Chief Jerry Stokes 90 Day Experiment with 5 Patrolmen on Foot in 5 Key Neighborhoods. Does Anyone Remember the West End Substation?

Posted on June 23, 2017



Steve Mensing, Editor

♦ Recently Salisbury’s Chief of Police Jerry Stokes proposed a 90 day experiment involving inserting 5 patrolmen on foot in 5 key communities in an effort to reduce crime and raise citizen satisfaction with the Salisbury Police.  The five communities proposed for this foot patrol experiment were the West End, Fairview Heights, Brooklyn South Square, Park Avenue, and Fulton Heights.  These are 5 communities under siege.   There are many others.

After 90 days this foot patrol program will be evaluated and expanded to included other communities.  Stokes dropped scientific sounding words like “stratified policing” involving an “evidence-based policing strategy” designed to reduce crime through “geographic ownership” of communities and problem-solving.  Even the mention of a “Temple University study” was attached to ideas put forward by Chief Stokes.

The BS buzzer hurt my ears.  I’ve heard plenty of allusions to science in Salisbury in regards to economic development and the alleged vibrancy of the Downtown swamped with vacant storefronts and the blighted South Main Badlands.

Think about the 5 proposed foot patrols. Is this any different than Ex-Chief Rory Collins’s West End Substation with an officer going on occasional walks in the neighborhood? That experiment was never acceptable to the folks living there.  Collins and City Hall were out of touch with the West End.  If Collins and City Hall knew what was going on, they should’ve known that people who showed up at the substation or were seen talking with the officer would’ve been viewed as a “snitch”.  Gang members and their friends are everywhere–they don’t miss a thing when someone goes to a foot patrolman or to a substation.  Neighbors talk too.  If someone gossips that they saw you chatting up a foot patrolman you could wind up in a police bulletin as being the victim of a “shooting into an occupied property” or even get your hacienda torched.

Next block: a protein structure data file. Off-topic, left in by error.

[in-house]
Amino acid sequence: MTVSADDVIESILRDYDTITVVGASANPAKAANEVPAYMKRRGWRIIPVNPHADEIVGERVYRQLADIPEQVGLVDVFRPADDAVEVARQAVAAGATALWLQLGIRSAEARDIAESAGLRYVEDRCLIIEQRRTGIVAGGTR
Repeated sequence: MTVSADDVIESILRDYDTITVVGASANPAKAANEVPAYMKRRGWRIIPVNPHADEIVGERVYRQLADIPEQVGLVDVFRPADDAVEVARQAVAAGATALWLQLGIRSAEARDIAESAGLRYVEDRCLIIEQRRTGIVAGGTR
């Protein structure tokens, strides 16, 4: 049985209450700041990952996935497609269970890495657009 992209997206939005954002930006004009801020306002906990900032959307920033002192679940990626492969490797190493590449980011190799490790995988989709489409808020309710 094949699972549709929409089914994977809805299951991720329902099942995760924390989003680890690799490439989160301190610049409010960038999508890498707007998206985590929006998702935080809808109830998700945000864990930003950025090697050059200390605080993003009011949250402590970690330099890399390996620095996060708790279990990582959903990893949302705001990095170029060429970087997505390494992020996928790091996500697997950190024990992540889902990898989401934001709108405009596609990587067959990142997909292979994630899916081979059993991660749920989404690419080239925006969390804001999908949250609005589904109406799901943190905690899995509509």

The other challenges are that foot patrols are not an efficient deployment of officers especially in a badly understaffed police department.  An officer walking the streets can’s get to a crime scene in a hurry like a patrol car if a 911 dispatch goes out. And heaven forbid a foot patrolman gets targeted for a drive-by during “gang initiation”.  It’s happens in other cities.

We understand that Salisbury Police Chief Herring started mandatory foot patrols when he was here. It didn’t impact much.

A lot of folks in Salisbury don’t trust the present Police Chief anymore than they did Ex-Chief Rory Collins.  After all Stokes allegedly claimed:

• That our police are getting substantial raises and yet when we view the numbers for the alleged raises they are non-competitive with other agencies.

• The Chief’s claims for raising the numbers of police.  Is he including retirements in the coming year, the numbers of officers we had back in 2007, or the fact that many present officers have put in at other law enforcement agencies and are waiting for calls?  And unforeseen firings?

• The Chief claimed that crime is down, but failed to mention they lack sufficient officers to answer all the calls.  No police show up–no police report.  Or that insufficient numbers of patrol cars can mean lag time in answering a call.  Often persons can’t stick around long in a parking lot at night because its dangerous.

Foot patrols are not a solution with a poorly staffed police department.

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